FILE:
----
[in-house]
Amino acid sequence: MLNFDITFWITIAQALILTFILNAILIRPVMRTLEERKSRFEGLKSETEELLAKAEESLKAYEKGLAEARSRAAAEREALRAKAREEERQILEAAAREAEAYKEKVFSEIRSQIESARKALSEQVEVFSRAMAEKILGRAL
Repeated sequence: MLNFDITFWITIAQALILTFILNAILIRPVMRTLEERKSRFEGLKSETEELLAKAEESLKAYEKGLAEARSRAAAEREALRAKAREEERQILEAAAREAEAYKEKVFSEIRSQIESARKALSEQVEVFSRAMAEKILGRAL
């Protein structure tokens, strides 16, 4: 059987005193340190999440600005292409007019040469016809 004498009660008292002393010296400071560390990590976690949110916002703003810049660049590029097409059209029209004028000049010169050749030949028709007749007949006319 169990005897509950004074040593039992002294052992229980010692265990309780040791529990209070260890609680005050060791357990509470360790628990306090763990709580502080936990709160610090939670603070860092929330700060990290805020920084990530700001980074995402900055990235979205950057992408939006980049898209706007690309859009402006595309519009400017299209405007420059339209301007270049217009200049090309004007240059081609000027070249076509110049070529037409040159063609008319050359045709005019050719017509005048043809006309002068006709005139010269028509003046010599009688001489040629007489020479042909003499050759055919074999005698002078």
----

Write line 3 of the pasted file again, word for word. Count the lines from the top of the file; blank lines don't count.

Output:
Repeated sequence: MLNFDITFWITIAQALILTFILNAILIRPVMRTLEERKSRFEGLKSETEELLAKAEESLKAYEKGLAEARSRAAAEREALRAKAREEERQILEAAAREAEAYKEKVFSEIRSQIESARKALSEQVEVFSRAMAEKILGRAL